Real Estate for Entrepreneurship

PI: Andrea Chegut ( Center for Real Estate, MIT) 
     Dennis Frenchman (CRE, DUSP)

Abstract

This project looks at the role of real estate products in supporting the growth and success of entrepreneurship. Our project’s contribution is identifying the real estate products that support entrepreneurial firm growth, 21st Century drivers of firm clustering and agglomeration and linking the perofrmance of startups - innovation driven enterprises - to their experiences in physical space. Entrepreneurial spaces like co-working space, accelerators, maker spaces and innovation districts are distinctly organized real estate spaces to support innovation through the economies of agglomeration. 

Economies of aggolmeration has found that firms benefit from locating near each other - stemming from decreased costs from economies of scale and access to clusters of human capital through network effects -much of the research focuses on relative proximity, and not the experience of firms in real estate space. The contribution of this research is the types of real estate that these firms experience as well as their contribution to creating agglomeration, positive firm performance and economic growth. To execute this research, we will need to aggregate significant amounts of data about fairly unknown real estate products like co-working, accelerator, maker spaces and innovation districts and link these spaces back to the firms experiences in them. In this way, this project will contribute five unique new datasets with over 100 manually collected fields on innovative real estate space that supports entrepreneurship. In this way, we can learn the components that have gone into creating clusters for entreprenurial growth that are being supported by new spaces like accelerators, co-working, maker spaces and innovation districts. Ultimately, this data collection process will lead to extensive GIS modeling linking firms to their physical spaces in time. Moreover, we aim to identify the outcomes of firms that experience entrepreneurial spaces relative to those that do not by curating an extensive database of space treatments. Consequently, this project will deliver the following on the linkages between real estate and the outcomes of entrepreneurship:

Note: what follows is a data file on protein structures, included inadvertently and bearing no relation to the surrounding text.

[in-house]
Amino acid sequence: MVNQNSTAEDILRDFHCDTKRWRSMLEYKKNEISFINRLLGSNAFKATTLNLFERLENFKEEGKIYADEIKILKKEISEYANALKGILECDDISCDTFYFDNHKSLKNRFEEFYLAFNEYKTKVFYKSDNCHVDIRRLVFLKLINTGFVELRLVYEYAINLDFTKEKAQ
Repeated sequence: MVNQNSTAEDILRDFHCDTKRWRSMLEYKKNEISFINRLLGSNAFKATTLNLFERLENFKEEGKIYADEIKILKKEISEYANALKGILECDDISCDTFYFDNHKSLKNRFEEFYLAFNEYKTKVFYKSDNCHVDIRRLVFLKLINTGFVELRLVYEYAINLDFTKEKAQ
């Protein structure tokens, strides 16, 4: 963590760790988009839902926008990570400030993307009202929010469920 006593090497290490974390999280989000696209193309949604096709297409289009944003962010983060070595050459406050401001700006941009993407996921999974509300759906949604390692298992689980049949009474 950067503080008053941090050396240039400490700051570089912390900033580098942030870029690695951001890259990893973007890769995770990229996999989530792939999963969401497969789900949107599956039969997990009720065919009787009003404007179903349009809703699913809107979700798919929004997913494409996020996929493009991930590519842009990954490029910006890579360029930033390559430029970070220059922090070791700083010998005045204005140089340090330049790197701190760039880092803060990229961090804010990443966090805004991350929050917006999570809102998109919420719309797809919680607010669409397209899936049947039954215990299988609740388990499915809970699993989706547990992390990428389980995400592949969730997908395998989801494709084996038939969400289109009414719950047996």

1. Real estate products, spaces and technology that support innovation and entrepreneurship for economic growth - so called ‘entrepreneurship space’.
2. Components of 21st Century agglomeration that identify clusters of innovation and entrepreneurship.
3. Identify correlations - firm performance outcomes - between ‘entrepreneurship space’ and the treated peformance of innovation driven enterprises.

Moreover, this research is international, with an additional focus on China, the fastest growing entreprenurship market in the world - home to 20 percent of the world’s unicorns ($1bln privately valued firms), the largest number of accelerators in the world and a rapidly growing innovation ecosystem to support innovation driven enterprises. However, there is limited public data in this realm, thus we aim to contribute a signficant data collection effort to understand the link between real estate product that support the growth and success of entrepreneurship in China:

4. Curate a dataset of ‘entrepreneurship’ spaces for China.
5. Link innovation driven enterprises to ‘entrepreneurship’ spaces in China.

Over the course of two years, and with the aid of full STL seed funding our objective is to understand the impact of real estate on entrepreneurship. The growth in innovation driven enterprises - so called ‘startups’ has lead to a diversification in the demand for real estate spaces that support entreprenurial activity over the last decade. This project aims to identify the real estate products, spaces and technology that support innovation and entrepreneurship for economic growth - so called ‘entrepreneurship space’. This transformation in space can help researchers link real estate products to the components of 21st Century agglomeration, to industry clusters of innovation and entrepreneurship. In turn, we want to understand differences in outcomes potentially generated by more entrepneurial serving space by measuring the correlations - firm performance outcomes - between ‘entrepreneurship space’ experiences and the peformance of innovation driven enterprises. In addition, we aim to build out a unique dataset of ‘entrepreneurship’ spaces for China and link innovation driven enterprises to their respective ‘entrepreneurship’ spaces in China.